11. @anonymous 10:51 I agree with some of what you said but not all.Pensions opt out were heavily. Promoted by government with enhancements for the client to opt out. IFAs were encouraged to move clients by government and providers. the figures they gave us made the opt out attractive. Endowments were a great way, a cheaper way with the prospect of receiving a possible lump sum at maturity. All the figures given to us based on past performance made the purchase method a fantastic proposition and many clients wanted it. We never said it was guaranteed and subject to performance, however financial magazines, past performance tables were flawed in that the actuaries gave us false figures. The PIA / FSA were aware of this (we wern’t) and allowed them to keep selling for up to 3 years, knowing the figures were fraudulent. They then allowed the providers to side step miss selling and made the IFA responsible. A scandle on the same scale as PPI but with the regulator in collusion. Who pays for this, the IFA and punished with RDR.

  12. Only in the UK could we see such rabble rousing and idiotic comments about our industry. These people who think we can have a world class financial services industry without a sales process for transactions are just plain daft.

    Go to America and you will see the how they treat their salespeople. They are generally revered for their success in selling products.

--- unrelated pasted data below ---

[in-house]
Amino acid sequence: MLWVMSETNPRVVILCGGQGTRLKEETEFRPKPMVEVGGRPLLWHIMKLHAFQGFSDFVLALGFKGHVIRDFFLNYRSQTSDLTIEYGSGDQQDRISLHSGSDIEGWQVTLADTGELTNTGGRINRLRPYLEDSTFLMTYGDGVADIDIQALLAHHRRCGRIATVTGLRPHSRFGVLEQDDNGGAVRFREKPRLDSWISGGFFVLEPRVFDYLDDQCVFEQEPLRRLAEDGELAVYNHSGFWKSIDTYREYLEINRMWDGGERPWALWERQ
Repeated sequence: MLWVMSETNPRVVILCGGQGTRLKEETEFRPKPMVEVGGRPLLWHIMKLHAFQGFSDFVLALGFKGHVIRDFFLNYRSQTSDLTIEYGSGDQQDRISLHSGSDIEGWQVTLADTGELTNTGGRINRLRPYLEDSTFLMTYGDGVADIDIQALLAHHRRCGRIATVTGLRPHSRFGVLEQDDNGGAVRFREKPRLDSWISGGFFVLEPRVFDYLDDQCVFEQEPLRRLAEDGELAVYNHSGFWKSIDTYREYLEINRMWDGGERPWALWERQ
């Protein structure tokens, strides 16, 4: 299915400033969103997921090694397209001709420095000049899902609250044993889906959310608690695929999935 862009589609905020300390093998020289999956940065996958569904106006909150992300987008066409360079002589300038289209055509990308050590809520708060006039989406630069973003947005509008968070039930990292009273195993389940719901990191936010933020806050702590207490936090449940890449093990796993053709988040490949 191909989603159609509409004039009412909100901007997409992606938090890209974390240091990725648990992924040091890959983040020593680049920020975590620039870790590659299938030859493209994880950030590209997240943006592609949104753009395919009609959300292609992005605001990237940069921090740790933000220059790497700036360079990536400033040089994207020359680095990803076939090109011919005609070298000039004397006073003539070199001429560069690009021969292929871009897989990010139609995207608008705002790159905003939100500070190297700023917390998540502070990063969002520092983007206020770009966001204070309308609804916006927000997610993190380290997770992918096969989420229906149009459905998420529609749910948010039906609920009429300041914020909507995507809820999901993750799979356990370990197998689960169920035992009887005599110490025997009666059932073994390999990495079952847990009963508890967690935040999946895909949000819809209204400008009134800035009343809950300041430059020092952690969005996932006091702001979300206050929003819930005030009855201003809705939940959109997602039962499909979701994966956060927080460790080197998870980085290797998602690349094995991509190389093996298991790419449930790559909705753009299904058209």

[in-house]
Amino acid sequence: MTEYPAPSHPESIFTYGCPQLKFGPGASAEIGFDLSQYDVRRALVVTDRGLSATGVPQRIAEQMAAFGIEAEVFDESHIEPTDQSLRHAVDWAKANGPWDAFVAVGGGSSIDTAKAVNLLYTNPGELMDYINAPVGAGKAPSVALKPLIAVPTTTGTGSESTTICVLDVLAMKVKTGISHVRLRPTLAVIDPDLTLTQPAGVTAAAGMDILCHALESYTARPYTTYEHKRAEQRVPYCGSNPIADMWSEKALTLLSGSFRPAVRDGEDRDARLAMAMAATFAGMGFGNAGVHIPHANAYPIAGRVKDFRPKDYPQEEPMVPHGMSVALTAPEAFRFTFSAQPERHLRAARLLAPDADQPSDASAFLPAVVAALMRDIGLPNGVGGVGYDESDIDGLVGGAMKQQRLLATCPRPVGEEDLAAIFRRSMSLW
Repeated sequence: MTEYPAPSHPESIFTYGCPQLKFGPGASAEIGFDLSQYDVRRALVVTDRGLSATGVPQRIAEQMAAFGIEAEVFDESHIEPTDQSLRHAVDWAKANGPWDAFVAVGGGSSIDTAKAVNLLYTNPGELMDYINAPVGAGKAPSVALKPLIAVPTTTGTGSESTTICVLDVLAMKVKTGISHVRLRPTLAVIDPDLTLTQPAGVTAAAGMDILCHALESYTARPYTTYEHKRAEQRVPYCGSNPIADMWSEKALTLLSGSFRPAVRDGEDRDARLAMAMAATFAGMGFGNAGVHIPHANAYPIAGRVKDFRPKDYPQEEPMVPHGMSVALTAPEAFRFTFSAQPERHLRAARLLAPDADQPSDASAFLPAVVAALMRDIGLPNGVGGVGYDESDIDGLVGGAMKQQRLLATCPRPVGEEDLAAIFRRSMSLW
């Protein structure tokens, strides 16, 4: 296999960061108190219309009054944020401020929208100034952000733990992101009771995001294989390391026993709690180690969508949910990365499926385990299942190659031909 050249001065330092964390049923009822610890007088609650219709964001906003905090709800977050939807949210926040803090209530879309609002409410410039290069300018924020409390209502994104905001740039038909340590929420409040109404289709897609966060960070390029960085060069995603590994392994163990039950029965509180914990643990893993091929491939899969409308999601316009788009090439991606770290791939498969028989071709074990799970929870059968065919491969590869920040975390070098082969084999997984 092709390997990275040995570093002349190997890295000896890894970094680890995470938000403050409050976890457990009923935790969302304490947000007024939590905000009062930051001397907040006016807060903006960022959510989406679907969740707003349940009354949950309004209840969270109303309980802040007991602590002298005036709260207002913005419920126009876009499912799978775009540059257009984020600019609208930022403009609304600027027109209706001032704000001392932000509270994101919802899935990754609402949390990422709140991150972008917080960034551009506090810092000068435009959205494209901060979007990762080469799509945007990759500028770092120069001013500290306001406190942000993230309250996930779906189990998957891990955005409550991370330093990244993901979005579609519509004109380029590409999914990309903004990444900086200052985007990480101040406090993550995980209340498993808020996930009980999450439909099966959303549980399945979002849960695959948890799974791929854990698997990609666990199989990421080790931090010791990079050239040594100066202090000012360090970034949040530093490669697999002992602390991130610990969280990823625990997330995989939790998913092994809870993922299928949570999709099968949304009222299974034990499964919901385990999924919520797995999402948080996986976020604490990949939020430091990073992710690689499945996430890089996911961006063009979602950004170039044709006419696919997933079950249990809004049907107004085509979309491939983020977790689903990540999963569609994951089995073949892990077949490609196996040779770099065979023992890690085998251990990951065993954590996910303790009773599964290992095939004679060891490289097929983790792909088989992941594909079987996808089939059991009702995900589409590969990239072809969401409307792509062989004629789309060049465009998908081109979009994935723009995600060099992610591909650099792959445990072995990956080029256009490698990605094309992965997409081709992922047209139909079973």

We have products, Life Assurance, Pension plans, Investments, Income Protection etc etc, but we are constantly berated for selling them to consumers who in the main seek advice to protect themselves from Dying too soon, Living too long and running out of money, getting sick or disabled or just to grow their capital and provide extra income and then protect their assets from the taxman putting a great big shovel into their assets and stealing them so that politicians of every persuasion can waste the money on daft schemes.

    Whether you support RDR, accept the commission ban or not, we are in an industry in which the majority of our products needs to be sold, preferably by qualified ethical and honest advisers, but still need to be sold.

    Cars need to be sold, Houses need to be sold, Tesco sells stuff, every aspect of our economy depends on selling products, so why is financial advice and associated products any different. I used to be called a Life Assurance Salesman when I joined this industry in 1980, now I am called an IFA, but I still have to sell my expertise, advice and provide appropriate and suitable products to solve peoples problems.

    BRING back selling skills, allied with professionally qualified and ethical advisers and you will see our economy take off.

    AND what is more, Let advisers and firms make a profit, otherwise the consumers do not get the services they deserve.

    THERE, said it! Selling is not bad, it is good for the economy and the consumer.

  13. Did a good job at the Treasury where the industry actually got some common sense, a good explanation from Kitty.